American Hustle – Con hair
Joining Gravity in the race for critical darling of the year, American Hustle comes served to audiences everywhere with the “best film of the year” tag. But, despite the expectations, it’s a bland been there done that experience, quite unsatisfying. It’s like a meal at that Casino restaurant that serves oysters, even though there isn’t an ocean in sight. The decor is flashy, the waiters are impeccable, and there is entertainment while you eat. Maybe, you even feel a little underdressed, considering all the perceived glamour around you. But when the food comes, it’s merely a pale imitation of the real deal. American Hustle is like that. It uses all american favourites: the crime story, the american dream, the reinvention of self, the period piece, with all the accompanying clothes, hairstyles and music. And, of course, a great cast. On one hand, as a homage to the 70’s, it’s no Boogie Nights. It’s a caricatural and empty film, as opposed to the rich, dazzling, original and exuberant Paul Thomas Anderson masterpiece. On the other hand, it’s a misguided and uninspired formulaic crime film, stuck in a narrative and mise-en-scène filled with formalism. It’s has some gangster dressing, sure, even with some heist and caper on the side. All very poorly seasoned. And, on top of all this, it’s got that unbearable odor of made for winning Oscars sauce all over it.
The story follows the main characters of a real-life FBI operation called ABSCAM. The strange story seems like a movie within a movie, a true one, much like last years darling, Argo. The FBI catch a con-man (Bale), who cuts a deal with the arresting agent (Cooper) to catch other con-men by out conning them. There is so much scheming, even the characters are confused sometimes. They end up expanding their operation, entrapping several high profile politicians on corruption charges, by promising millions in investment from a fake Sheik from Abu Dhabi. David O.Russell, director and co-writer of the screenplay, tries to take advantage of the inherited comedic appeal of the true story. However, even the concept of a mexican guy disguised as a Sheik, used as pawn by the FBI to take advantage of either the naiveté or the greed of politicians, isn’t particularly funny. And this was the year of guilt free comedies about white collar crime – see The Wolf of Wall Street. Even blue collar crime got the black comedy treatment in Pain & Gain.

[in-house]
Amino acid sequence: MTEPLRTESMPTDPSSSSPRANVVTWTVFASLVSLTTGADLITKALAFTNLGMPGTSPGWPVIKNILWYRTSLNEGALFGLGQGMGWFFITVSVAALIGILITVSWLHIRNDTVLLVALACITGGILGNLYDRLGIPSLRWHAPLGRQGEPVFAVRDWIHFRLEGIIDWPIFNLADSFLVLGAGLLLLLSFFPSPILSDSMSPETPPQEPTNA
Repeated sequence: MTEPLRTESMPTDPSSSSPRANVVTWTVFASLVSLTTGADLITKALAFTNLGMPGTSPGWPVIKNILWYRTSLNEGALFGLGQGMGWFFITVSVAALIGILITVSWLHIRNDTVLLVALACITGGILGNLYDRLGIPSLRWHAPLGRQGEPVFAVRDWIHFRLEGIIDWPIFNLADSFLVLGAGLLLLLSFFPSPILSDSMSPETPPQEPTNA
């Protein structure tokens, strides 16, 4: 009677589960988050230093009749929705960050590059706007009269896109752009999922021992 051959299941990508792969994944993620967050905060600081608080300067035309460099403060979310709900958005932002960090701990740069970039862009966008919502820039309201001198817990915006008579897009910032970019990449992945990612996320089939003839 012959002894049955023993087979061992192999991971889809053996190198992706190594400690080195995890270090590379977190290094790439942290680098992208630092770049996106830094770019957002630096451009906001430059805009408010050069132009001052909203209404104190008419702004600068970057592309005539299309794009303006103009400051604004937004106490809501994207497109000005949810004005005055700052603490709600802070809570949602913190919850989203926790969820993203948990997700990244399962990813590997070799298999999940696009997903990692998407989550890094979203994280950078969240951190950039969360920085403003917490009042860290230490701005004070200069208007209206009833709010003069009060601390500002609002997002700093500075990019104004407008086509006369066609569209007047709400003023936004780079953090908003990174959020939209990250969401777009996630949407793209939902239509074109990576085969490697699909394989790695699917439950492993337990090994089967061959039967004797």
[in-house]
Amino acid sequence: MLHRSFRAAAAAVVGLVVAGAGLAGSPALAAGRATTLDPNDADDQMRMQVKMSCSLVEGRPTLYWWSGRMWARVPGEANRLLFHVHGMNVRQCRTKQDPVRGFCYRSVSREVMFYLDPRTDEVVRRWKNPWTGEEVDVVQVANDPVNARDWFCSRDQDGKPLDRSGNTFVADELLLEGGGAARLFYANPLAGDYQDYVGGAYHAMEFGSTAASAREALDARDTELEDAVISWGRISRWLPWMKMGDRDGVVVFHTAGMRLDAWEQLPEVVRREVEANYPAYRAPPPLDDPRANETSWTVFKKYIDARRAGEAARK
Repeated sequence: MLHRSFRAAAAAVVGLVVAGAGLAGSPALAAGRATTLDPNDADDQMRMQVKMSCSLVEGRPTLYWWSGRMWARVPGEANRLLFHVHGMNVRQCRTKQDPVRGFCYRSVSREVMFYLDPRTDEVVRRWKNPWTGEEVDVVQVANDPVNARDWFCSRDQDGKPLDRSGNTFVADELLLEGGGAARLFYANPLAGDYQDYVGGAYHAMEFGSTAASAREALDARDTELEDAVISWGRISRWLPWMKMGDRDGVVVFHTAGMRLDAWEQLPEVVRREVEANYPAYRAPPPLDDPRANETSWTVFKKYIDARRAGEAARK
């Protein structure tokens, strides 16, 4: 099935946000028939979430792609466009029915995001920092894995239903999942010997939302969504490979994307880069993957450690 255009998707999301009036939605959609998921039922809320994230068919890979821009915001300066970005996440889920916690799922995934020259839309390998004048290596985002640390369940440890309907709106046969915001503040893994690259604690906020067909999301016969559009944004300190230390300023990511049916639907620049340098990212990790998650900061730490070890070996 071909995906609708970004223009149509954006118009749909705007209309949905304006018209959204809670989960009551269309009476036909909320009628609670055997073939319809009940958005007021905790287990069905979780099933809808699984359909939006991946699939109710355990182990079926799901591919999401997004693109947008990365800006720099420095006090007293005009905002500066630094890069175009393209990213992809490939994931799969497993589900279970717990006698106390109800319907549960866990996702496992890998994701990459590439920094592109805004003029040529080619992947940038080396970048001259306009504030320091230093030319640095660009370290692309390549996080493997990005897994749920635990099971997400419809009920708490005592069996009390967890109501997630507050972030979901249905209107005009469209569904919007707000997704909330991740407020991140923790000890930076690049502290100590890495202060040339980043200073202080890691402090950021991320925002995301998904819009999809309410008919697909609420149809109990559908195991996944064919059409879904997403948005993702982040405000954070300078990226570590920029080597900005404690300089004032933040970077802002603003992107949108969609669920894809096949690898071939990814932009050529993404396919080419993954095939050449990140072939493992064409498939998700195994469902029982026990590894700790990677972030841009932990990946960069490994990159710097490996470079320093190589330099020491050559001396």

O’Russell, not one to shy away from self-indulging (see I ♥ Huckabees), directs a well behaved and strangely safe pastiche of better films, emulating several Scorsese trademarks, like the slow motion/music compositions, the quick zoom in on the actor, and even some tracking shots. Russell goes all out on trying to seduce the audience, with extended narration that fills the narrative voids, the look at the famous actor with such a strange hairdo and over the top clothing moments, along with the Duke Ellington/Thelonious Monk/Tom Jones/Elton John soundtrack extravaganza. However, without much substance, unlike the aforementioned Boogie Nights, and without the straight up shot of pulp of Scorsese’s classics like Mean Streets, or Goodfellas, American Hustle feels as flat as American Gangster felt some years ago.
The performances, one of the films selling points, aren’t that exciting. Bale and Amy Adams are fine, but the extreme characterization is more parody than method, with the substance lost beneath a toupé, a perm, or the very low cut dresses. Jennifer Lawrence, on a path to Meryl Streep/Judi Dench territory (being nominated for Oscars for showing up on a film), is nominated for every single acting award this year for playing the same character – the neurotic hot mess – she did in last year’s Silver Linings Playbook, pretty much the persona she conveys on red carpet appearences and interviews.
The theme of reinvention is a staple of american cinema, framed within the narrative of the American Dream. Hustle is a lesser imitation of better films. Stick to the classics.
Rating 3 out of 10
American Hustle (2013) // Director: David O. Russell // Writer: David O. Russell, Eric Warren Singer // Cast: Christian Bale, Bradley Cooper, Amy Adams, Jennifer Lawrence // Cinematographer: Linus Sandgren // Music: Danny Elfman
Review by Nuno Sá Montenegro